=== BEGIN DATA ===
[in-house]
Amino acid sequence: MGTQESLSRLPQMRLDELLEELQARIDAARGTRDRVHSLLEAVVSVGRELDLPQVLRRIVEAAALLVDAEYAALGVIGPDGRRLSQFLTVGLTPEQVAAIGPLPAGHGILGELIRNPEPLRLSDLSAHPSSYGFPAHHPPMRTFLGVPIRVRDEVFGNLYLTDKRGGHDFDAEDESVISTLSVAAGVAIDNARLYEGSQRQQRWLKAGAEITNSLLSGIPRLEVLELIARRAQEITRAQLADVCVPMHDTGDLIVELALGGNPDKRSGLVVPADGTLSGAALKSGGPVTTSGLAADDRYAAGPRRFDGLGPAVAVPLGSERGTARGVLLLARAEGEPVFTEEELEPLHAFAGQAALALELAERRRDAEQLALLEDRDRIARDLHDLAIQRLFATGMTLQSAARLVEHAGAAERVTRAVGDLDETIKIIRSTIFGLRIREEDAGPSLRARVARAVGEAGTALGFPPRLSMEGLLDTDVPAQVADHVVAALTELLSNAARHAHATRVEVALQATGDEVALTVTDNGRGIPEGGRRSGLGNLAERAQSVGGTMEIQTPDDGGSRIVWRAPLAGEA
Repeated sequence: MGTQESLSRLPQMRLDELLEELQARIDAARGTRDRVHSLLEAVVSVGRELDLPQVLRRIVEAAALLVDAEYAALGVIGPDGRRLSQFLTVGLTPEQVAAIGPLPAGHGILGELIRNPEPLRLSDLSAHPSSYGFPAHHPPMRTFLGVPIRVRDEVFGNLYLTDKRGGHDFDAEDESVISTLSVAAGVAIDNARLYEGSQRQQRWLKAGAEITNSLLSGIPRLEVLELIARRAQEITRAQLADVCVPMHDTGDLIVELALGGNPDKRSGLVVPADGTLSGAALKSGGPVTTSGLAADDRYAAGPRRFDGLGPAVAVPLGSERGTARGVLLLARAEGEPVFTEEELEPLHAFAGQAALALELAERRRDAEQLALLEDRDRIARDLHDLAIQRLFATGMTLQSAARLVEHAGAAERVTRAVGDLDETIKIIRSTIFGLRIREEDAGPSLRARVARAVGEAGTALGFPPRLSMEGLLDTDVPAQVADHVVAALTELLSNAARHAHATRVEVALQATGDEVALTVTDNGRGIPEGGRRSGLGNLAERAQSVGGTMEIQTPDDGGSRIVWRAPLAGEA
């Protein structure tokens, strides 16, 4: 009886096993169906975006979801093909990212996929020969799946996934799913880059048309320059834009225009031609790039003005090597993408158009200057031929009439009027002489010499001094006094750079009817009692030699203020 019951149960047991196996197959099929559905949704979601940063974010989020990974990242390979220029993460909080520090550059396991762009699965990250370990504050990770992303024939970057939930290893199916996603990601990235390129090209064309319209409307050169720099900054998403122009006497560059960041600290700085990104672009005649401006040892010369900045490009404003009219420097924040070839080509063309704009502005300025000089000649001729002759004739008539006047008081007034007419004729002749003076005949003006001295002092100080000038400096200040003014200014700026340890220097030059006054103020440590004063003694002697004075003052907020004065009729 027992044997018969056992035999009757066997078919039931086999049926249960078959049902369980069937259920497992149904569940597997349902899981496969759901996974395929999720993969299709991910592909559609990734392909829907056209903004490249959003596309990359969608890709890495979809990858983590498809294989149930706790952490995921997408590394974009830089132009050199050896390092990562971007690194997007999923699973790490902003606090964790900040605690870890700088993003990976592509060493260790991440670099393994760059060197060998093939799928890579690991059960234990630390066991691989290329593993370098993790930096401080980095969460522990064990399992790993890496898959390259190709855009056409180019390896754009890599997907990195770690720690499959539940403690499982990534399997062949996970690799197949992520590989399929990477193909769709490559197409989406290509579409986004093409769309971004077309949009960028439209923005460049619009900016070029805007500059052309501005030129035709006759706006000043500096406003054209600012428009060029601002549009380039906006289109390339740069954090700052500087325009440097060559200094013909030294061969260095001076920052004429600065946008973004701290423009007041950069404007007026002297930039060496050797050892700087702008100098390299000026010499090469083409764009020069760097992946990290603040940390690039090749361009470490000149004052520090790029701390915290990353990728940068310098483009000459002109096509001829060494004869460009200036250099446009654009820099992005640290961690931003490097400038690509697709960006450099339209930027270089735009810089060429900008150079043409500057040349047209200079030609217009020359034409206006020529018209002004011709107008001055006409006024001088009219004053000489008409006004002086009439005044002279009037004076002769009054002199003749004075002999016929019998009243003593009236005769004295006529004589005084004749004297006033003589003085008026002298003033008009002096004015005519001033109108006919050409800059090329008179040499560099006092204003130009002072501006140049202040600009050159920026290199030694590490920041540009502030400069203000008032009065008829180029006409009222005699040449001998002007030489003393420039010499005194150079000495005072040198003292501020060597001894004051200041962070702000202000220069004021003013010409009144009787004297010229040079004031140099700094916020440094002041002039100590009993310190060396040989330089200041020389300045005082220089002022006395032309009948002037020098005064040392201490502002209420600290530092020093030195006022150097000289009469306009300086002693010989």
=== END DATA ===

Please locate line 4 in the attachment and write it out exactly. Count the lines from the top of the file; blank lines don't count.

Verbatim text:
């Protein structure tokens, strides 16, 4: 009886096993169906975006979801093909990212996929020969799946996934799913880059048309320059834009225009031609790039003005090597993408158009200057031929009439009027002489010499001094006094750079009817009692030699203020 019951149960047991196996197959099929559905949704979601940063974010989020990974990242390979220029993460909080520090550059396991762009699965990250370990504050990770992303024939970057939930290893199916996603990601990235390129090209064309319209409307050169720099900054998403122009006497560059960041600290700085990104672009005649401006040892010369900045490009404003009219420097924040070839080509063309704009502005300025000089000649001729002759004739008539006047008081007034007419004729002749003076005949003006001295002092100080000038400096200040003014200014700026340890220097030059006054103020440590004063003694002697004075003052907020004065009729 027992044997018969056992035999009757066997078919039931086999049926249960078959049902369980069937259920497992149904569940597997349902899981496969759901996974395929999720993969299709991910592909559609990734392909829907056209903004490249959003596309990359969608890709890495979809990858983590498809294989149930706790952490995921997408590394974009830089132009050199050896390092990562971007690194997007999923699973790490902003606090964790900040605690870890700088993003990976592509060493260790991440670099393994760059060197060998093939799928890579690991059960234990630390066991691989290329593993370098993790930096401080980095969460522990064990399992790993890496898959390259190709855009056409180019390896754009890599997907990195770690720690499959539940403690499982990534399997062949996970690799197949992520590989399929990477193909769709490559197409989406290509579409986004093409769309971004077309949009960028439209923005460049619009900016070029805007500059052309501005030129035709006759706006000043500096406003054209600012428009060029601002549009380039906006289109390339740069954090700052500087325009440097060559200094013909030294061969260095001076920052004429600065946008973004701290423009007041950069404007007026002297930039060496050797050892700087702008100098390299000026010499090469083409764009020069760097992946990290603040940390690039090749361009470490000149004052520090790029701390915290990353990728940068310098483009000459002109096509001829060494004869460009200036250099446009654009820099992005640290961690931003490097400038690509697709960006450099339209930027270089735009810089060429900008150079043409500057040349047209200079030609217009020359034409206006020529018209002004011709107008001055006409006024001088009219004053000489008409006004002086009439005044002279009037004076002769009054002199003749004075002999016929019998009243003593009236005769004295006529004589005084004749004297006033003589003085008026002298003033008009002096004015005519001033109108006919050409800059090329008179040499560099006092204003130009002072501006140049202040600009050159920026290199030694590490920041540009502030400069203000008032009065008829180029006409009222005699040449001998002007030489003393420039010499005194150079000495005072040198003292501020060597001894004051200041962070702000202000220069004021003013010409009144009787004297010229040079004031140099700094916020440094002041002039100590009993310190060396040989330089200041020389300045005082220089002022006395032309009948002037020098005064040392201490502002209420600290530092020093030195006022150097000289009469306009300086002693010989």